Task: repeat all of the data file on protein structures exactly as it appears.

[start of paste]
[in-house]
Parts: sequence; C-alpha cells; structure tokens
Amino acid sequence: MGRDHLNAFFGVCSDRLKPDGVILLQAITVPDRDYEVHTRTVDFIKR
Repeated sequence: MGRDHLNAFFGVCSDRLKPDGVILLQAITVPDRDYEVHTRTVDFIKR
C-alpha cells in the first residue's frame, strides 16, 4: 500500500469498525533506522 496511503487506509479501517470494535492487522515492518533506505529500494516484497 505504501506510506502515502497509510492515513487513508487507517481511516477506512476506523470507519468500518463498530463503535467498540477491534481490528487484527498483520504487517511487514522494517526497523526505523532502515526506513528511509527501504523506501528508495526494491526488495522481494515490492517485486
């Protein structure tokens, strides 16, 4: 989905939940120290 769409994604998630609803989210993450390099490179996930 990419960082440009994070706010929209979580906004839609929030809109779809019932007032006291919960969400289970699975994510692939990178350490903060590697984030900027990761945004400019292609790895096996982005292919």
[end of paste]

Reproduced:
[in-house]
Parts: sequence; C-alpha cells; structure tokens
Amino acid sequence: MGRDHLNAFFGVCSDRLKPDGVILLQAITVPDRDYEVHTRTVDFIKR
Repeated sequence: MGRDHLNAFFGVCSDRLKPDGVILLQAITVPDRDYEVHTRTVDFIKR
C-alpha cells in the first residue's frame, strides 16, 4: 500500500469498525533506522 496511503487506509479501517470494535492487522515492518533506505529500494516484497 505504501506510506502515502497509510492515513487513508487507517481511516477506512476506523470507519468500518463498530463503535467498540477491534481490528487484527498483520504487517511487514522494517526497523526505523532502515526506513528511509527501504523506501528508495526494491526488495522481494515490492517485486
């Protein structure tokens, strides 16, 4: 989905939940120290 769409994604998630609803989210993450390099490179996930 990419960082440009994070706010929209979580906004839609929030809109779809019932007032006291919960969400289970699975994510692939990178350490903060590697984030900027990761945004400019292609790895096996982005292919």